Carlos Guillermo Smith knows hate crimes are real

Chicago’s police chief is accusing”Empire” star Jussie Smollett of using the “advantage of the pain and anger of racism to promote his career” by paying two men to stage an attack on him last month.

The allegations concerning Smollett, who is black and gay, sparked an international avalanche of commentary, but one state representative who’s weighing in has more than a passing interest in the matter.

“I decided to finally tell this very deeply personal story because the reality is that hate crimes are real. Homophobia is real. Bigotry is real. And hate violence is on the rise against many groups. Anti-semitism is on the rise. Hate violence against transgender women of color is on the rise, especially in Florida,” Rep. Carlos Guillermo Smith said in a telephone interview Thursday evening.

Smith, an Orlando Democrat who is openly gay, spoke with us after he tweeted about his experience as a survivor of “senseless hate violence” when he was a University of Central Florida senior in 2003.

In a telephone interview Thursday evening, Smith recounted the evening 16 years ago when a keg party turned into a gay-bashing attack on him and his roommate, Heath Frank.

The attacker, identified as “Eduardo Alessandro Mongio” in court documents provided by Smith, was “lingering around” and “acting kind of weird” at the crowded party, Smith said.

Other witnesses later said they heard Mongio making homophobic remarks, but “I never heard any of that,” Smith said.

But at some point a bloodied Frank came back inside the apartment, Smith recalled.

“He was red in the face. He was crying. I’m like, Heath, what’s wrong? He said, it’s nothing. Let’s go. Let’s go,” Smith said.

But when they went outside, Mongio confronted Smith and started punching him in the head and face.

“I didn’t know what was going on. But I got banged up pretty bad. When the dust settled, everyone was telling me about how the guy was making all these homophobic slurs about our group, because hey listen, we travel in cliques. We queer people, we stick together,” Smith said. “I don’t remember if the guy was drunk or what his deal was but he started lashing out at . It was like a full-fledged gay-bashing.”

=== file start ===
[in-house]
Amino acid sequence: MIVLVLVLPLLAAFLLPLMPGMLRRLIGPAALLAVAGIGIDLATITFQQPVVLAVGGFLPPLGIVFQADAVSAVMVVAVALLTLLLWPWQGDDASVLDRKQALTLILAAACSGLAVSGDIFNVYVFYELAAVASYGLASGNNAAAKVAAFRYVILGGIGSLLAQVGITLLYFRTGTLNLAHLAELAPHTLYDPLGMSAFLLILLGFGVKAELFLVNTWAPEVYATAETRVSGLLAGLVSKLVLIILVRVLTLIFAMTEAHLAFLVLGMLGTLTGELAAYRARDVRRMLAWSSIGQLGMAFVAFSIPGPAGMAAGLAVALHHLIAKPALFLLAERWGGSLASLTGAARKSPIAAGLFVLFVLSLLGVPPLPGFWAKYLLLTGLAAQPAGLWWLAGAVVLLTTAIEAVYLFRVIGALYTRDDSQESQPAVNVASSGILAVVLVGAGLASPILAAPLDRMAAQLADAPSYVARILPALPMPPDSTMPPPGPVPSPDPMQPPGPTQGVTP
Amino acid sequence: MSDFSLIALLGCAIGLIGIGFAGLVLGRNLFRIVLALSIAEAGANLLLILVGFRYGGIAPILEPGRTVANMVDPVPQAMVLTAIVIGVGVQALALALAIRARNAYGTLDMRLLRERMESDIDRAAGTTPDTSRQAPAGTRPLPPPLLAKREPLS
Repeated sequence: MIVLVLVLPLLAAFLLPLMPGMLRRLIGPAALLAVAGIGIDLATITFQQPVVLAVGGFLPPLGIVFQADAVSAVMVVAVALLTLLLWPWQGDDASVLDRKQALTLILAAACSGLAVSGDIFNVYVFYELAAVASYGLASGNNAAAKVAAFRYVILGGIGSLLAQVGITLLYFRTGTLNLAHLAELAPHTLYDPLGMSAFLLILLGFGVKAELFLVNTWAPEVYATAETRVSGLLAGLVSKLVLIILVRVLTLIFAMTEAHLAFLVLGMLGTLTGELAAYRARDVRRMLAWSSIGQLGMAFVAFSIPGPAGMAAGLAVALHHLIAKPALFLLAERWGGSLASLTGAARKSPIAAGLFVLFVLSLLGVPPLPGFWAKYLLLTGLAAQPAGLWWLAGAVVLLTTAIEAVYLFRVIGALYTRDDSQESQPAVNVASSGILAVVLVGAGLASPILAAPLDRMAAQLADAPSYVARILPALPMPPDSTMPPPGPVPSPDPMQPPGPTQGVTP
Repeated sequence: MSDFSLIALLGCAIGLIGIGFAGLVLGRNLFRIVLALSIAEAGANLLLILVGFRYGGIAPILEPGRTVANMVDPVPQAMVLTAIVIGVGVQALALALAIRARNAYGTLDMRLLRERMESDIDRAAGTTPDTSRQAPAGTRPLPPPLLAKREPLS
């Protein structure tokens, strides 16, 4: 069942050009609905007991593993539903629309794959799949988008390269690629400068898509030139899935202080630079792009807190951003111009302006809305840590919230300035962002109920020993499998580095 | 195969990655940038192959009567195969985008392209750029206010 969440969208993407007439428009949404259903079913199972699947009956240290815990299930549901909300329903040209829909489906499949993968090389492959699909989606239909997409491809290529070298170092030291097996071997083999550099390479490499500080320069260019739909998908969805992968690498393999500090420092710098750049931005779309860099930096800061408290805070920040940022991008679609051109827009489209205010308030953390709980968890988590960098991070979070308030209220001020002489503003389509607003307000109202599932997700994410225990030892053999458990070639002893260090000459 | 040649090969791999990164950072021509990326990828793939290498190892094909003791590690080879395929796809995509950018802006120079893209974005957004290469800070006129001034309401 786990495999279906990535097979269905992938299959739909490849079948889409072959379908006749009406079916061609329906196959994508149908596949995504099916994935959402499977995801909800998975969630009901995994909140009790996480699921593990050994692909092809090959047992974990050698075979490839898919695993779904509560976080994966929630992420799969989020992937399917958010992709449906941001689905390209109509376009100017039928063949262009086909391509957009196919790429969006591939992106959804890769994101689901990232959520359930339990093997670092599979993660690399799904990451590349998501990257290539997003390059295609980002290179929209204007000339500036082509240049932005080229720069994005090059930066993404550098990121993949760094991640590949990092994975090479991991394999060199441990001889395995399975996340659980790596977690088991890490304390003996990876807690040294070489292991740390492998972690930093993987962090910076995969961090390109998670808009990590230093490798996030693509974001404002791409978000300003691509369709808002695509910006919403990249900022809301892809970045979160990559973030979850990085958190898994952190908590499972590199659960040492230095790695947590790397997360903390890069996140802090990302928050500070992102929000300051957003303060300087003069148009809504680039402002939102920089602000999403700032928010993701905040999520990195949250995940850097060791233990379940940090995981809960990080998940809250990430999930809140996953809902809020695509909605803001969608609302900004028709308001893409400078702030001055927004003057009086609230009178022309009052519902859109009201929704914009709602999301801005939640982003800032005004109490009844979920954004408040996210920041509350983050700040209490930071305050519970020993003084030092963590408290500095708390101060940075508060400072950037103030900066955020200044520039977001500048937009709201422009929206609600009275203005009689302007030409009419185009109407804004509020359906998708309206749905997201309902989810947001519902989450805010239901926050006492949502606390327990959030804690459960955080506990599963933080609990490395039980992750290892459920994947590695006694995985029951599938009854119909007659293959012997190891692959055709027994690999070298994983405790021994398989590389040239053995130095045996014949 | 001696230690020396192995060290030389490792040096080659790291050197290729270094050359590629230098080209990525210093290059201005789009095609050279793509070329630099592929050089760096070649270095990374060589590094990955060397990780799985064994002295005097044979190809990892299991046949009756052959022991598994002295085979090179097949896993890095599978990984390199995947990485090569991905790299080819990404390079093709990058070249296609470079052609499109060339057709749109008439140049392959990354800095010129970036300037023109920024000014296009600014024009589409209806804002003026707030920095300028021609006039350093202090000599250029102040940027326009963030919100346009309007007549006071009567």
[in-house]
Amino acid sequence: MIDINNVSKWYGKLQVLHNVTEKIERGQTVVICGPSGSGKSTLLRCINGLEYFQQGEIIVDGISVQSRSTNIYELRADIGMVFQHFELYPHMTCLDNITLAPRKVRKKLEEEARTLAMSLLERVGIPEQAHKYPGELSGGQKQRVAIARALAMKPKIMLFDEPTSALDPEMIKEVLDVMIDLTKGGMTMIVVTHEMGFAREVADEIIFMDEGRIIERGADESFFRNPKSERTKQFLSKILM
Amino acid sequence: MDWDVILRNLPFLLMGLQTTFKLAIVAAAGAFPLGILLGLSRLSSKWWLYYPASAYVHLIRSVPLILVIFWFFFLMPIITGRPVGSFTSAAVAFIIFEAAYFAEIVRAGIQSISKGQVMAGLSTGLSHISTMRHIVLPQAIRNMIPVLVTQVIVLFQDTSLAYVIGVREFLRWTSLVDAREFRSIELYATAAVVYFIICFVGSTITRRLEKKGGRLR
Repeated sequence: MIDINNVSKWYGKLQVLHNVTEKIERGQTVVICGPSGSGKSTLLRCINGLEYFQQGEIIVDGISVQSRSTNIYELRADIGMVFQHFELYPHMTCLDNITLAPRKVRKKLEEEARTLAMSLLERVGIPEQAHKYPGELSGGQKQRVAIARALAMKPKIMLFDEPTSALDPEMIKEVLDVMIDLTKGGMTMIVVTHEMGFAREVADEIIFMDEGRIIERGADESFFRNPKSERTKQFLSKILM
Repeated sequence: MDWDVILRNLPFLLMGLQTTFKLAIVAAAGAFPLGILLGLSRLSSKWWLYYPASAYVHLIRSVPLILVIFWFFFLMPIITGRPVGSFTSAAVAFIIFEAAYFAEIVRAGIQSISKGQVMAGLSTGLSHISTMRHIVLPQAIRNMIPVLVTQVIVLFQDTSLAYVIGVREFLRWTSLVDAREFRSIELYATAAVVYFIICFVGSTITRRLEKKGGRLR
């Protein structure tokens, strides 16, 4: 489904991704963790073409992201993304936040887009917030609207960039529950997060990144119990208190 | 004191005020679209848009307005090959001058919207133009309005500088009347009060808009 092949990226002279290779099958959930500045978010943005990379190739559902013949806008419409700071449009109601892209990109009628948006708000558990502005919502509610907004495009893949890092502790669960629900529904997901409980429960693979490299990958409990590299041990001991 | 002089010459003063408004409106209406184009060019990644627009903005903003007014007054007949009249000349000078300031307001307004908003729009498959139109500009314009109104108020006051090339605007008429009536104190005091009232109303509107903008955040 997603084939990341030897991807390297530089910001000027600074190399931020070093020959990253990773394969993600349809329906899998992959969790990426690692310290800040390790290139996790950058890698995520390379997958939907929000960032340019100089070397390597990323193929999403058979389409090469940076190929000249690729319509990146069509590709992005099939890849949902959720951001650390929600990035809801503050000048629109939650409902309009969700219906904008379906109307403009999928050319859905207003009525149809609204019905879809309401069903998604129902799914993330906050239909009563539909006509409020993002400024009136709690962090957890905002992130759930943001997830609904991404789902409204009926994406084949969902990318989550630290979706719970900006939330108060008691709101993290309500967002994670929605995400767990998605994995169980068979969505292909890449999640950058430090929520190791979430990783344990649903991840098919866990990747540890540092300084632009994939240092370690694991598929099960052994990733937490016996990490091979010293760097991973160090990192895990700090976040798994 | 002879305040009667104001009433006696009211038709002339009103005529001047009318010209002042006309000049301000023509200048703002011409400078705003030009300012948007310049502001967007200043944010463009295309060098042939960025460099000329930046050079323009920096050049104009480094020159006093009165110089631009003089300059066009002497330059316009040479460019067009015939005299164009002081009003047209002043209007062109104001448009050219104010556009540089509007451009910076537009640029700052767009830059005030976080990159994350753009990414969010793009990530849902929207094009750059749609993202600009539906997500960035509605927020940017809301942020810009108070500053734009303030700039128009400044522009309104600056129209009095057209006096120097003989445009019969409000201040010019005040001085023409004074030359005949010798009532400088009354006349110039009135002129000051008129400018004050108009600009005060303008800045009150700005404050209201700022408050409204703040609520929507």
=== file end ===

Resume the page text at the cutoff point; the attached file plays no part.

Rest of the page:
Smith, who was still trying to piece together the events of more than a decade-and-a-half ago, said the police were called and Mongio was arrested. Once in the cop car, according to the police report, Mongio threatened to “get that fucker” and repeatedly referred to Smith and Frank as “faggots.”

“But I remember, the next day, I was so down on myself. I was humiliated. I was embarrassed. It’s hard to describe the feeling that you have when you’ve survived hate violence and you’re not sure what to do with it, especially when you’re young. I was like, what just happened,” he said.

Former state Rep. Joe Saunders, who was one of Florida’s first openly gay legislators and who was one of Smith’s close friends at college, told Smith the campus was “stunned” by the attack.

Saunders quickly penned “his first press release” and organized a rally where students — including Smith, who later worked with Saunders at Equality Florida — demanded that the university update its non-discrimination policy to include LGBT students.

Mongio was charged with two counts of “battery, evidencing prejudice,” and disorderly conduct. Prosecutors later dropped the hate-crimes enhancer — which could have added another five to 10 years to Mongio’s sentence — and the disorderly conduct charge after he agreed to plea no contest to the battery charges. He was sentenced to 312 days in the Orange County Jail followed by a year of probation.

And Mongio’s sentence also required sensitivity training, an anger management course, and a letter of apology to Smith, according to the court record.

Smith said he “felt compelled to speak out” as the controversy around Smollett exploded.

“I don’t know what the outcome is going to become of the Jussie Smollett case. But I can already see there’s a narrative out there that hate crimes aren’t real. No. They are. And they’re on the rise. Especially with the election of Donald Trump, who wears hate for other groups on his sleeve,” he said.

Smith said he feels “like justice was served” in his case. But he knows that’s not every other survivor’s experience.

“Even though it hasn’t defined me as a person, it absolutely is part of my experience as an out gay man, as an activist, as a lawmaker who cares deeply about issues of fairness and equality,” he said. “I think that people who now know this about me, they understand why I’m such a passionate advocate for my community. It doesn’t define who I am but its part of my experience.”

Rick Scott gets hung up

He’s back. Sort of.

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With no fanfare we’re aware of, the official portrait of Florida’s 45th governor, Rick Scott, appeared on the wall beside other recent chiefs of state in the hallway.

The portrait of Scott, who’s now a U.S. senator, shows the former governor seated on the desk in what used to be his office. The background features a Florida flag and a picture of his wife, Ann.

Here’s a little Florida history about the portraits, from the Museum of Florida History: